50 Let Pobedy nuclear icebreaker completes scheduled navigation; new challenges in NSR

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The 50 Let Pobedy nuclear icebreaker, operated by the Russian state atomic energy corporation Rosatom’s subsidiary Atomflot, arrived at its home port of Murmansk earlier this month after having escorted 125 vessels in the Arctic waters since November 1922 and logging 28,500 nautical miles in the process, according to an announcement by Rosatom.  

The 50 Let Pobedy (“50 Years of Victory”) is a Russian Arktika class nuclear-powered icebreaker.  

“The 50 Let Pobedy nuclear icebreaker ensured the safe passage of ships along the sea canal of the Ob Bay and in the Kara Sea,” the acting Director General of Atomflot, Leonid Irlitsa, said in a statement.    

 
“The crew fulfilled its contractual obligations to the customers at a highly professional level. I would like to thank the sailors for their work,” he added.  

 
The 50 Let Pobedy crew change is scheduled on June 19-20, the Rosatom statement said.   

 
“After four months of work, the crew of captain Ruslan Sasov will hand over the shift to captain Dmitry Lobusov’s crew which will have to escort two voyages to the North Pole this year,” it said.  

The crew of the 50 Let Pobedy nuclear icebreaker has begun the scheduled repairs and preparations for cruises, the statement added.  

At present, the nuclear icebreakers Arktika, Sibir, Ural, Taimyr, Vaigach and Yamal are operating in the waters of the Northern Sea Route (NSR).  

 
The NSR via the Arctic Ocean, and which runs along Russia’s northern coastline, is the shortest route between East Asian and Western European ports. The Kara Sea is on the NSR.    

Rosatom operates nuclear powered icebreakers that help keep the NSR open for navigation. The company is constructing icebreakers under its “Project 22220” programme, which will help keep the Northern Sea Route open for year-round shipping. In addition, Rosatom is equipping the NSR facilities, building port infrastructure, and developing transit.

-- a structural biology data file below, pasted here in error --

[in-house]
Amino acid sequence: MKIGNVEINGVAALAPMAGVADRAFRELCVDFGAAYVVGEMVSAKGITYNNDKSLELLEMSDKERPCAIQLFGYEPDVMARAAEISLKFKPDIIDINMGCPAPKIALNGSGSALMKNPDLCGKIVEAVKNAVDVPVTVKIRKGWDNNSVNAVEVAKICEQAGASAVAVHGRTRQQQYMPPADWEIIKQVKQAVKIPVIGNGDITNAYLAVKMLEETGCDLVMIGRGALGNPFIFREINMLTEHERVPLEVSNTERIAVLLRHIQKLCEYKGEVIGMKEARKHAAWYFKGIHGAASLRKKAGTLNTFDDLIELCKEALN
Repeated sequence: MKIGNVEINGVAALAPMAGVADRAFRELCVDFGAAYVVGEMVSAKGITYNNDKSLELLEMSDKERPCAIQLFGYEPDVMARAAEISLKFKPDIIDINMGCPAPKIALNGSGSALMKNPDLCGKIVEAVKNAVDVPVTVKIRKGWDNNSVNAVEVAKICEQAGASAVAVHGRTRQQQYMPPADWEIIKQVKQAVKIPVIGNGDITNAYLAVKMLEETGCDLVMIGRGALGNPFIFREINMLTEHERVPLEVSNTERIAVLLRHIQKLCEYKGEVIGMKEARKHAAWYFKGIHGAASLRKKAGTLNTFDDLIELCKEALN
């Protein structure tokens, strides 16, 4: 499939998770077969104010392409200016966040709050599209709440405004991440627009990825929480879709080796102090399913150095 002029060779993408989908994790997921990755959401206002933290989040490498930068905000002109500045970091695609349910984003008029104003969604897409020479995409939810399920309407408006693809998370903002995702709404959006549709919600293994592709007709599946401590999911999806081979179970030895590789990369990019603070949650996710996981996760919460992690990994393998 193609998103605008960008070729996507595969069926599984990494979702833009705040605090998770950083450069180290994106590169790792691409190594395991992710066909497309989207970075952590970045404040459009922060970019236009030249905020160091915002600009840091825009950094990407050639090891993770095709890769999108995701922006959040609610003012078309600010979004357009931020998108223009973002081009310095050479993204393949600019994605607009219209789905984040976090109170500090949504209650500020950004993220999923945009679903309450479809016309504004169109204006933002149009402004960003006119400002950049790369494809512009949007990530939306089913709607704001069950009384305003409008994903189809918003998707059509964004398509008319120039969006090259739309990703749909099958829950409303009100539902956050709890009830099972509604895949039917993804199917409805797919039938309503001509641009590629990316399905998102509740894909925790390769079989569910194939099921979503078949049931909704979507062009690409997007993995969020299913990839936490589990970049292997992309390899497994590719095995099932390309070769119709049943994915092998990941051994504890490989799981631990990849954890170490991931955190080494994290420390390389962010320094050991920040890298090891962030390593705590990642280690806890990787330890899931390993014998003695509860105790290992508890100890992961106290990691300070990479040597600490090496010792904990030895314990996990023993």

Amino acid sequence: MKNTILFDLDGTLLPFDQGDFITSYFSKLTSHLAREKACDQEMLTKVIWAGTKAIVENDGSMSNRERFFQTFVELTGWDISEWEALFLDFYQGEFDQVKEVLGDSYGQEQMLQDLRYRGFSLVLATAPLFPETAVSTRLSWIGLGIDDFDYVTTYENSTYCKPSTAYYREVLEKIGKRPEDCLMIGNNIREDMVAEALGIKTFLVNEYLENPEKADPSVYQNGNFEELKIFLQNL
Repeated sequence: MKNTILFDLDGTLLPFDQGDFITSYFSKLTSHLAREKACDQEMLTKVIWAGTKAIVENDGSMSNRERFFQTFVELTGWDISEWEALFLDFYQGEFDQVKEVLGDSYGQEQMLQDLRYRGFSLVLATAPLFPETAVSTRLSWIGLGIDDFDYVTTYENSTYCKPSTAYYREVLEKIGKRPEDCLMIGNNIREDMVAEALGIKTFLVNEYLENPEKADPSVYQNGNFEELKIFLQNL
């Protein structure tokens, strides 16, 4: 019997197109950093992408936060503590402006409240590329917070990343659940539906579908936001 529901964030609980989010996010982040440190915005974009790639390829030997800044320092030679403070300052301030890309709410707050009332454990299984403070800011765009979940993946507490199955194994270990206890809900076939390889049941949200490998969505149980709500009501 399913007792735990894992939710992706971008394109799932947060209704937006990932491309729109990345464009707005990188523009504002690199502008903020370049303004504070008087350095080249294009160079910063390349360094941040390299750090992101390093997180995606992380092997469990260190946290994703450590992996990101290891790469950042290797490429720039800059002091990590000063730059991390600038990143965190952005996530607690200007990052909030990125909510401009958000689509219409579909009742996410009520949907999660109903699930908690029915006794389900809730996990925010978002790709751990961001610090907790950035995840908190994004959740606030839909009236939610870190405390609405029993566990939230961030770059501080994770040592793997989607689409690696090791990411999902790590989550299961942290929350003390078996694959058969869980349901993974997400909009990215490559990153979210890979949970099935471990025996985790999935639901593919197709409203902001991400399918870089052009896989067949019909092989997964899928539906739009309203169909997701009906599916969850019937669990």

Meanwhile, a discussion session at the St. Petersburg International Economic Forum earlier this month highlighted the new significance of the Northern Sea Route as the most important transport route connecting the vast Arctic territories of Russia, as well as the Northwest and the Far East of the country.  

“Certain events of recent years as well as of present days have been changing world logistics. Given such a situation, safety and sustainability are becoming obvious priorities. The NSR is becoming a unique new route, and we see, especially considering the current situation, a very great potential for cooperation with friendly countries in the development of transit cargo traffic, and moreover we are already taking the relevant actions,” Rosatom Director General Alexei Likhachev said at the forum.  

The integrated development of the Russian Arctic is a national strategic priority and Arctic projects are being implemented in accordance with the plan. The next stage in the development of the Northern Sea Route is year-round navigation in the Eastern Sector, a Rosatom statement said.  

“By now, the NSR year-round icebreaking and transport system has been formed in the Kara Sea, which, first of all, ensures the development of the Russian Arctic. At the beginning of 2024, a historic event will take place, which is Novatek’s regular eastward year-round voyages, and navigation will become year-round along all 5,600 km of the NSR water area,” Likhachev added.  

According to Rosatom, the NSR has got a development impetus due to mining, infrastructure, and logistics projects. In the last decade, the fundamental changes have taken place thanks to the projects of Norilsk Nickel, Novatek, Gazprom Neft, which built a high Arctic class fleet making the Northern Sea Route efficient and safe.  

Year-round navigation has been organized in the NSR’s western part since such vessels are able to navigate without icebreaker assistance in certain ice conditions, the statement added.